In a letter to The Call in May, Trakas said, “For some time I have silently railed against the machine of St. Louis County government. Because of the events surrounding the silent review and approval of a commercial Medical Treatment Facility in a residential neighborhood I can no longer ignore the obvious and remain silent. … Despite Monte Nido’s obviously questionable and controversial proposal, no one in either department (planning or county counselor) saw fit to notify and/or include my office in the review and consideration of this clearly controversial proposed use so I could advise and represent the interest of my constituents.”
Trakas said the initial Monte Nido review was done “behind the scenes” by planners and the county counselors “performed a perfunctory, as in none whatsoever, review and gave the Planning Department the green light.”
The councilman continued, “It is time for many in county government, from the top down, to realize the biggest customer it services is unincorporated St. Louis County. It is neither right nor proper to take advantage of residents who, in large part, are paying county salaries, while the very individuals whose livelihood they provide assist corporate predators like Monte Nido in forever changing the character and quality of their neighborhoods.”
Monte Nido & Affiliates said it is the country’s leading eating disorder treatment provider, offering residential and day treatment programs for eating disorders. Founded in 1996, the company operates 25 facilities in 10 states.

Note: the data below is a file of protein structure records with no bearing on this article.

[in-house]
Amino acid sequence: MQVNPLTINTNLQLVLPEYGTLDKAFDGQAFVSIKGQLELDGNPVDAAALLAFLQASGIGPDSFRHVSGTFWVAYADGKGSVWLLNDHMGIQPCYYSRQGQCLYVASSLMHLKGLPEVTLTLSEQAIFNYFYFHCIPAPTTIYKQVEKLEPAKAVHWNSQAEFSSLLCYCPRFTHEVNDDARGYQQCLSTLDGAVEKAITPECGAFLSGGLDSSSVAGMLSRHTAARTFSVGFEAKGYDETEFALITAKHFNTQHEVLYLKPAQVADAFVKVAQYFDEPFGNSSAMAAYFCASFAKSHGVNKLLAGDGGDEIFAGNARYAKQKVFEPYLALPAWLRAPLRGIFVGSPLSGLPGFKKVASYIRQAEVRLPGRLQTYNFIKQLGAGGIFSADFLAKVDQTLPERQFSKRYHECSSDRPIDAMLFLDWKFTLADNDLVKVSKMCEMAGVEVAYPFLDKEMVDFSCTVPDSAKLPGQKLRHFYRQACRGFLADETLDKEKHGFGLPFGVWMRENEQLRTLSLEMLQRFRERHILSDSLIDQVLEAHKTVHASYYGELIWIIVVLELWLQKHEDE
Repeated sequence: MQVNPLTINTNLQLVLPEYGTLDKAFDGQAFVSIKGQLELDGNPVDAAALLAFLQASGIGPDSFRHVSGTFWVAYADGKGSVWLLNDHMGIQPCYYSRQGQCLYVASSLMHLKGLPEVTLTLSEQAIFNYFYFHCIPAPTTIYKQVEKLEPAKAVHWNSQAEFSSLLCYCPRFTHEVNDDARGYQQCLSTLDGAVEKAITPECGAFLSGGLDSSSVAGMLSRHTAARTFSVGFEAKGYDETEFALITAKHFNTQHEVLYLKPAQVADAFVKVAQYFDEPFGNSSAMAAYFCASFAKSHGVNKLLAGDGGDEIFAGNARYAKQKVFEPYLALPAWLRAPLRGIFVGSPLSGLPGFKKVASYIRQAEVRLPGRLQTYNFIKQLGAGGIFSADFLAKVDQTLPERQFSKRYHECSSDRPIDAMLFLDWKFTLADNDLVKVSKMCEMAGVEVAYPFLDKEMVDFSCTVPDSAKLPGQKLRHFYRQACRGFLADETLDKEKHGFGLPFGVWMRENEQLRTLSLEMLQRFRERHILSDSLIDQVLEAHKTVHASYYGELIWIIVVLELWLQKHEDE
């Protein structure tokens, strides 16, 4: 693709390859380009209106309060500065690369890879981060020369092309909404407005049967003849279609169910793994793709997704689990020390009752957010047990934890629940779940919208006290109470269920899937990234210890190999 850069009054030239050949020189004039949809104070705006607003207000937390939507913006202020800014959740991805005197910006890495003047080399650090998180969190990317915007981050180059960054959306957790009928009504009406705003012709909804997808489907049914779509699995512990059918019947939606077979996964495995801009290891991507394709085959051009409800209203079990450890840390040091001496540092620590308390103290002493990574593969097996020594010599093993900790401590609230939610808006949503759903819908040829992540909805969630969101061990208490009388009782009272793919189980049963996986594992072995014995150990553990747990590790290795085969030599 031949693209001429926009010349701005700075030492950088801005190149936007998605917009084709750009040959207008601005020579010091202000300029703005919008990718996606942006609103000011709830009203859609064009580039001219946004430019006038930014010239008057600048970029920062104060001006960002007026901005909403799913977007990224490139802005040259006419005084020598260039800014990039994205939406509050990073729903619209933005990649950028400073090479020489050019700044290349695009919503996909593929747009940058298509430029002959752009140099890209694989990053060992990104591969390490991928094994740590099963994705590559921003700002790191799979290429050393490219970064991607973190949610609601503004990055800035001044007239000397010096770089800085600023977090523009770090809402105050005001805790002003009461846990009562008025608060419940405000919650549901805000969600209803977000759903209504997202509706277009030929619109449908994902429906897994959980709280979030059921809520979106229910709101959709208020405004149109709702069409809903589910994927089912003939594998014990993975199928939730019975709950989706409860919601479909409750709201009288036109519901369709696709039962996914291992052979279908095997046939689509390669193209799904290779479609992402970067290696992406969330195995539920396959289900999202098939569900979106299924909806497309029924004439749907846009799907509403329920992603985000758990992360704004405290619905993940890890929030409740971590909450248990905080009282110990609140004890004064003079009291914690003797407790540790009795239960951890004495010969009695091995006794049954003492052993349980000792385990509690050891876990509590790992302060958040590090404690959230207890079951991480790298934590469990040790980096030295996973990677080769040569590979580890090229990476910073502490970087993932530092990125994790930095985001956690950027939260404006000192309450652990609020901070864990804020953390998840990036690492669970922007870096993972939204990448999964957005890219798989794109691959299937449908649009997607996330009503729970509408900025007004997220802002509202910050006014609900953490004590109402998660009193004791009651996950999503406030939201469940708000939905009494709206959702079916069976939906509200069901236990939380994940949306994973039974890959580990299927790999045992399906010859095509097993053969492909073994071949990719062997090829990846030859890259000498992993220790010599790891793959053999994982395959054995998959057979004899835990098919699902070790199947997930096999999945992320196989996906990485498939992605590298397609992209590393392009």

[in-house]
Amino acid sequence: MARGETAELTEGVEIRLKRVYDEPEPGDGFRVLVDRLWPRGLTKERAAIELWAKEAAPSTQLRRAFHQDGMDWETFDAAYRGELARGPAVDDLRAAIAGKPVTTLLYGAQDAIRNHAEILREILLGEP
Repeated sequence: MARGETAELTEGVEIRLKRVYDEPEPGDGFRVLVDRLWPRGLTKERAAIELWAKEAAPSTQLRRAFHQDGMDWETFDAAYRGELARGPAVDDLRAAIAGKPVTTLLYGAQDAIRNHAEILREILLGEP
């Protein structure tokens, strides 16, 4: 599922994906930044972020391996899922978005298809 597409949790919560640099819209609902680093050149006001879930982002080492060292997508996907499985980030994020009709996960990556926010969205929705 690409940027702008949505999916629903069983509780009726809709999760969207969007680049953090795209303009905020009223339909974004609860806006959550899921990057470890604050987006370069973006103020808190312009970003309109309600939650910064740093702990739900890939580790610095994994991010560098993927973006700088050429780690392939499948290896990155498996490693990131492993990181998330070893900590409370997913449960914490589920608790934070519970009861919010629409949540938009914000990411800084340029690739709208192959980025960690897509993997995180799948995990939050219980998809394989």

Monte Nido has been working on this project for more than a year, and the company said “during this process the county provided multiple assurances in writing that the project meets land use standards as a group home for up to 8 residents. State and county laws provide that such group homes are allowed by right for individuals with physical or mental disabilities.”
But neighbors went to the St. Louis County Council at a series of meetings last spring to object to the group home. Residents around Christopher Road sent in so many comments that the subject dominated public comments at several council meetings, videoconferenced due to the COVID-19 pandemic.
Neighbor Rich Ellis said in a comment submitted for the videoconferenced April 21 council meeting, “I am concerned for the safety of residents and our neighborhood environment that a private equity owned company will be running operations out of what was formerly a single residence. We are fortunate that our kids are older but I am especially concerned for the families of young children in the immediate area with additional traffic and strangers rotating through. There is no way to justify classifying Monte Nido’s newly purchased property as a ‘handicap long-term group home’ as I understand their clients are short-term residents (patients housed while receiving short-term treatment). Please do the right thing and stop this company from operating a business from our neighborhood.”
Monte Nido said the decision to reverse the zoning was “based on pressure from a small group of vocal neighbors who opposed the group home in the neighborhood. The fact is that there are many group homes for different physical and mental health disabilities located in residential areas throughout the County, and a Christian retreat center is already located on the same street less than half a mile from the Monte Nido property.”
Based on national prevalence rates, Monte Nido estimates there are at least 95,000 residents battling eating disorders in the St. Louis metro area. Despite this need, there are currently only two residential treatment programs in the area.